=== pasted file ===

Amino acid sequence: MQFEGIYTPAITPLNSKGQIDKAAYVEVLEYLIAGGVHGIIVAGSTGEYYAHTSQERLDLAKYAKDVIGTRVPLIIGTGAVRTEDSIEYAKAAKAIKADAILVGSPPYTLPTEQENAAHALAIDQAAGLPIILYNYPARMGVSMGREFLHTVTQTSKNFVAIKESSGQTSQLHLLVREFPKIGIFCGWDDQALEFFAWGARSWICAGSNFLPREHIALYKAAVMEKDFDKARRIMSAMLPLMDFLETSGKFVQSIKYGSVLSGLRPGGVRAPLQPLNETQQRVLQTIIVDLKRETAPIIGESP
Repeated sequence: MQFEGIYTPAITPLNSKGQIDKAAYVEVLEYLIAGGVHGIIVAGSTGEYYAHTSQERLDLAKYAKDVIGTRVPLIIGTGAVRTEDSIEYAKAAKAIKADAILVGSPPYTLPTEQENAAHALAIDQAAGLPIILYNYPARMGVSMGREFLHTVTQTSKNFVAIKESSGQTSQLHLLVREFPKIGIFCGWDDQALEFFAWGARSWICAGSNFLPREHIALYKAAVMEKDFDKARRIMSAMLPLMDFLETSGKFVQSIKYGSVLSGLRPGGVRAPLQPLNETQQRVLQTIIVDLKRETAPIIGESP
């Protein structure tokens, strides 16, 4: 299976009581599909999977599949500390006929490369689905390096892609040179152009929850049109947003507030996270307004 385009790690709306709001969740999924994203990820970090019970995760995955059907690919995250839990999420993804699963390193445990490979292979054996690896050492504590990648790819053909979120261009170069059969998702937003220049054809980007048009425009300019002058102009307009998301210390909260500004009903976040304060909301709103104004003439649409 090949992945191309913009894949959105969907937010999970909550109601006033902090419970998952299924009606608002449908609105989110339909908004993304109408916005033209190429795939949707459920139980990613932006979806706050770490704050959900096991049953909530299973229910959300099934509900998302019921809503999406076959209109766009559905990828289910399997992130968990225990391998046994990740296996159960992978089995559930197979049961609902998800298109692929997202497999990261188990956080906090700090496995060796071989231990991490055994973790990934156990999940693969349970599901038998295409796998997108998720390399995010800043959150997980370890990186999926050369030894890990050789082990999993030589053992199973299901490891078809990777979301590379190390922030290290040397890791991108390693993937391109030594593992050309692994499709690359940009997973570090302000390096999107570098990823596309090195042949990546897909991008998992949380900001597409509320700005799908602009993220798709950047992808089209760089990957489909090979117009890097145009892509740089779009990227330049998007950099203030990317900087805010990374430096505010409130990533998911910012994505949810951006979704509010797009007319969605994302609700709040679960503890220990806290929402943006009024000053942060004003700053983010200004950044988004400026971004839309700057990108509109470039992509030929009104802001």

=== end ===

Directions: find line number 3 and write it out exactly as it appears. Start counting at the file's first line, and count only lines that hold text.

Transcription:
């Protein structure tokens, strides 16, 4: 299976009581599909999977599949500390006929490369689905390096892609040179152009929850049109947003507030996270307004 385009790690709306709001969740999924994203990820970090019970995760995955059907690919995250839990999420993804699963390193445990490979292979054996690896050492504590990648790819053909979120261009170069059969998702937003220049054809980007048009425009300019002058102009307009998301210390909260500004009903976040304060909301709103104004003439649409 090949992945191309913009894949959105969907937010999970909550109601006033902090419970998952299924009606608002449908609105989110339909908004993304109408916005033209190429795939949707459920139980990613932006979806706050770490704050959900096991049953909530299973229910959300099934509900998302019921809503999406076959209109766009559905990828289910399997992130968990225990391998046994990740296996159960992978089995559930197979049961609902998800298109692929997202497999990261188990956080906090700090496995060796071989231990991490055994973790990934156990999940693969349970599901038998295409796998997108998720390399995010800043959150997980370890990186999926050369030894890990050789082990999993030589053992199973299901490891078809990777979301590379190390922030290290040397890791991108390693993937391109030594593992050309692994499709690359940009997973570090302000390096999107570098990823596309090195042949990546897909991008998992949380900001597409509320700005799908602009993220798709950047992808089209760089990957489909090979117009890097145009892509740089779009990227330049998007950099203030990317900087805010990374430096505010409130990533998911910012994505949810951006979704509010797009007319969605994302609700709040679960503890220990806290929402943006009024000053942060004003700053983010200004950044988004400026971004839309700057990108509109470039992509030929009104802001």